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  3. Ask yourself - Should I take a lower-paying job to be happier?
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Ask yourself - Should I take a lower-paying job to be happier?

Artwork by: Aleksandra Zabnina

  • Does a higher salary make you happier?
  • What is happiness?
  • Will more money make you happy?
  • What income are people happiest at?
  • Should I take less money to be happy?
  • Should I take a lower paying job to be happier?
  • How do I survive a low-paying job?
  • Key Takeaways

Do you believe that money can’t make you happy? Do you want to find out if you should take a lower paying job to be happy? In this article, you will learn if it pays to take a salary cut and take a lower paying job to be happy.

Let’s face it, we have all heard that money can’t buy happiness. We have also heard that money isn’t everything when it comes to a fulfilling career. But will taking a lower-paying job make you happier?

This article will explore the connection between your pay and your happiness by answering some common questions and looking at the most recent research.

In this article, you’ll discover:

  • Does a higher salary make you happier?

  • What income are people happiest at?

  • Should I take less money to be happy?

  • When should you accept a lower salary?

  • How do I survive a low-paying job?

Does a higher salary make you happier?

Answering this question is not easy. At its core, the question is complex on many levels as there are so many different factors to consider, such as your culture, age, country, and economic condition, to name a few. But before we can even ask if a higher salary will make you happier, there are a few other questions that need to be addressed first.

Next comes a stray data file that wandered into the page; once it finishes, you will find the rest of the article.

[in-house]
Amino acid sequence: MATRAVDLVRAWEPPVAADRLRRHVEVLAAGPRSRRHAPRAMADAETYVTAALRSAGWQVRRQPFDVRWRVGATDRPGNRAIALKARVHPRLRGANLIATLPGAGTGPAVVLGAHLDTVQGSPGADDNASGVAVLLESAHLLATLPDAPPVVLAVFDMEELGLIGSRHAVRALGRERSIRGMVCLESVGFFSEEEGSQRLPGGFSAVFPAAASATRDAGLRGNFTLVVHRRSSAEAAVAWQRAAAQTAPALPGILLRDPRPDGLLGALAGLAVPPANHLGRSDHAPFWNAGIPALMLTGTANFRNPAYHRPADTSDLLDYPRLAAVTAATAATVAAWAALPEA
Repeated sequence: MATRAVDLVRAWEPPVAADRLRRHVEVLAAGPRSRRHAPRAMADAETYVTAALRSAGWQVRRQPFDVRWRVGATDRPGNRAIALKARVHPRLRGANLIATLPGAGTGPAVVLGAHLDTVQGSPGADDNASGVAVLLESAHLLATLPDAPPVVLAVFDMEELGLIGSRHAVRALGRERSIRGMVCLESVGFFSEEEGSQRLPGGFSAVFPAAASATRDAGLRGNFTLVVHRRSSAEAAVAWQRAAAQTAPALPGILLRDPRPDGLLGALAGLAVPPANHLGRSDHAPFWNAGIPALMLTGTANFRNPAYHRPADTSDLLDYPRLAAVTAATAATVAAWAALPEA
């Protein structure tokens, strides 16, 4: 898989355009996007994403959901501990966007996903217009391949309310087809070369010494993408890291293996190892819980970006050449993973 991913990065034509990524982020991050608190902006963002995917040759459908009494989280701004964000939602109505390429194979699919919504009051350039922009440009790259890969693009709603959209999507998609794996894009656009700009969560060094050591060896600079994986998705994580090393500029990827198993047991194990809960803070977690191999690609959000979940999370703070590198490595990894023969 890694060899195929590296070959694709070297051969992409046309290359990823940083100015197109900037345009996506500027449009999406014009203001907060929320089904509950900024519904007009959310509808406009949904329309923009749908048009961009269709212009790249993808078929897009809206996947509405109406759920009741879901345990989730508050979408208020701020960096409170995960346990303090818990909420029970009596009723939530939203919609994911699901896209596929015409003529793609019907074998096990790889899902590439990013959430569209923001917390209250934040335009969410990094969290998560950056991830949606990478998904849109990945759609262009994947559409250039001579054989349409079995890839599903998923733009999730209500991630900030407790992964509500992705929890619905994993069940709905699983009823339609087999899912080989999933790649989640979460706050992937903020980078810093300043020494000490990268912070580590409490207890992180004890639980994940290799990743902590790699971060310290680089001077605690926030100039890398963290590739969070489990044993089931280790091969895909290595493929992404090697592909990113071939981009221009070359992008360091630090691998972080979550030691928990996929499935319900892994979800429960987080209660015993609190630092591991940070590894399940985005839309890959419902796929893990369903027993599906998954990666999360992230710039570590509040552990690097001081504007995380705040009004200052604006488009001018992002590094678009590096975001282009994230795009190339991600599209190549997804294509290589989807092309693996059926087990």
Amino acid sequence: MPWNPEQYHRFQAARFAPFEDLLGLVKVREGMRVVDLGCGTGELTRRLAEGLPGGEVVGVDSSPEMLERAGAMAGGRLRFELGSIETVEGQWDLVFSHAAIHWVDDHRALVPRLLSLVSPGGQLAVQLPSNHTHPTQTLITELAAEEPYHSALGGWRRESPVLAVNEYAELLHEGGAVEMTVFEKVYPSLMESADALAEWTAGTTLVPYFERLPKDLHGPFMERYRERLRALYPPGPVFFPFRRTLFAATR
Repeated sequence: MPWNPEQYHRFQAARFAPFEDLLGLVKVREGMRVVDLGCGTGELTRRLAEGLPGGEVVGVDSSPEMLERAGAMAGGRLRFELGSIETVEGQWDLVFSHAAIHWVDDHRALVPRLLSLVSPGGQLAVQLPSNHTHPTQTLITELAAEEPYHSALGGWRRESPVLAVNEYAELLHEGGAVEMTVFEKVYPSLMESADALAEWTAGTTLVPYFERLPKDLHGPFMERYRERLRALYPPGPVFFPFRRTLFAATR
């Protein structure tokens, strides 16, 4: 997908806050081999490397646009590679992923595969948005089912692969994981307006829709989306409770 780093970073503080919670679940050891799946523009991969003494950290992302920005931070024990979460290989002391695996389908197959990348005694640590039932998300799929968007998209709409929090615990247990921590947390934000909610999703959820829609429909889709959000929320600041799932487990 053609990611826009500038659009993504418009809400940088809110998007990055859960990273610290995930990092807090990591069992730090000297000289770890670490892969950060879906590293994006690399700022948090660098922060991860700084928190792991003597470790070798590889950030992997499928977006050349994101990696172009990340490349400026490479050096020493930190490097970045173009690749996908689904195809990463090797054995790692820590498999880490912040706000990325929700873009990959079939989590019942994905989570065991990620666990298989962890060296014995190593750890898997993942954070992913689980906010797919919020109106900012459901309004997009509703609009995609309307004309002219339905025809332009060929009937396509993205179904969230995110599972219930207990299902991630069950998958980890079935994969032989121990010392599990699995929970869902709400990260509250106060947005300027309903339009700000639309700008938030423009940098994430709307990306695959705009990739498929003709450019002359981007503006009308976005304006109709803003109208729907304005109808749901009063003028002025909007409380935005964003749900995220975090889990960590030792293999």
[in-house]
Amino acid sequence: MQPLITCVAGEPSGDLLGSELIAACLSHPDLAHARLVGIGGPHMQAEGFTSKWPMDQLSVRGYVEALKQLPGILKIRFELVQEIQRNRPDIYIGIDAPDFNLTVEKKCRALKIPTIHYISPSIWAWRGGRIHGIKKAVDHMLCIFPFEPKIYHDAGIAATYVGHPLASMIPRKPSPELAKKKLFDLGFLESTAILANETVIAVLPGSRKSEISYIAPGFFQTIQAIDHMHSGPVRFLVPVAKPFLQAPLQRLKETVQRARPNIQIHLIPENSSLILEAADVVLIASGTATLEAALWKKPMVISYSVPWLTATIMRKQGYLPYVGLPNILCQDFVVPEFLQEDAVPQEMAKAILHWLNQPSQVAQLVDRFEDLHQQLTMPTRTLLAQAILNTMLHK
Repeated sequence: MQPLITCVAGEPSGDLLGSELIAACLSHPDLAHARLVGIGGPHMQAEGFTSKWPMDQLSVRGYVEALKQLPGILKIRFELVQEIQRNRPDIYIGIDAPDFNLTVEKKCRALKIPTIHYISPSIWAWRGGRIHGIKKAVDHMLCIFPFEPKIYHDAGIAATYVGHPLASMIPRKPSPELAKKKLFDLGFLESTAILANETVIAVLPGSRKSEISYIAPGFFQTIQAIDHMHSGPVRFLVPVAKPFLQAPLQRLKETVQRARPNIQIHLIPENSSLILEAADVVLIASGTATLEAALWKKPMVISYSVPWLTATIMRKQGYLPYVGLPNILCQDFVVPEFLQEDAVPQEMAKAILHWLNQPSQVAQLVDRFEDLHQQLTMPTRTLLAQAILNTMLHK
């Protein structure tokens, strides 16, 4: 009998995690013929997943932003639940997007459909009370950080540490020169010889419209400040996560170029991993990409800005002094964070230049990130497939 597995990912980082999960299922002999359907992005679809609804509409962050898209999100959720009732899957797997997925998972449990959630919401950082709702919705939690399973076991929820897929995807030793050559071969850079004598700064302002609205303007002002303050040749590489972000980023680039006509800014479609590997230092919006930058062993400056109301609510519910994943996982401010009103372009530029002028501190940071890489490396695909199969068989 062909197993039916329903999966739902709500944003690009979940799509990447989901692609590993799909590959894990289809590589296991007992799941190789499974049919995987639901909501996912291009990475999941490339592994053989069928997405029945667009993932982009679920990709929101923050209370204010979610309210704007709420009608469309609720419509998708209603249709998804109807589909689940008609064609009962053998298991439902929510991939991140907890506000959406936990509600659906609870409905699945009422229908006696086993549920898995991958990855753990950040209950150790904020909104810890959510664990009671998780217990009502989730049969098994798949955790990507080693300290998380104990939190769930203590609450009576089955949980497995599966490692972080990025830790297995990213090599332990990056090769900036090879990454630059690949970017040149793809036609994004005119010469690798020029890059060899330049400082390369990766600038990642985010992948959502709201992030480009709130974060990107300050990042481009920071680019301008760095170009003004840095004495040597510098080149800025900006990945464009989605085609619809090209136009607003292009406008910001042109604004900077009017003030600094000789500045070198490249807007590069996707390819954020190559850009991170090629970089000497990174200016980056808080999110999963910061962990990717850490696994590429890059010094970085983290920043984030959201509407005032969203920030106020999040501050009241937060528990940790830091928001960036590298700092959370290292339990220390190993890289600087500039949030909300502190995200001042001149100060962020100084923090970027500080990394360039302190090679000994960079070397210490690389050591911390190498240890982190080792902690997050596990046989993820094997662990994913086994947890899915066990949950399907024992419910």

What is happiness?

This question has been asked for centuries. The quest to define happiness has even spawned its own branch of Psychology – Positive Psychology

The Merriam-Webster dictionary defines happiness as a state of well-being and contentment. If ten people were polled and asked how they define happiness, you may get similar but different answers. No matter the dictionary definition: individuals will define happiness as they see it.

Which brings us to the most important piece of the puzzle, what makes you happy? Assuming happiness will elicit joy, what exactly makes you happy?

Will more money make you happy?

In the context of this article about whether a higher salary makes you happier, it was always thought that money cannot buy you happiness. Well, it seems that recent research shows that a bump in pay could in fact make you happy.

According to Matthew Killingsworth, a senior fellow at Penn’s Wharton School, one reason why individuals with higher income tend to experience greater happiness is because they have greater control over their lives. He says, “When you have more money, you have more choices about how to live your life. You can likely see this in the pandemic. People living paycheck to paycheck who lose their job might need to take the first available job to stay afloat, even if it’s one they dislike. People with a financial cushion can wait for one that’s a better fit. Across decisions big and small, having more money gives a person more choices and a greater sense of autonomy.”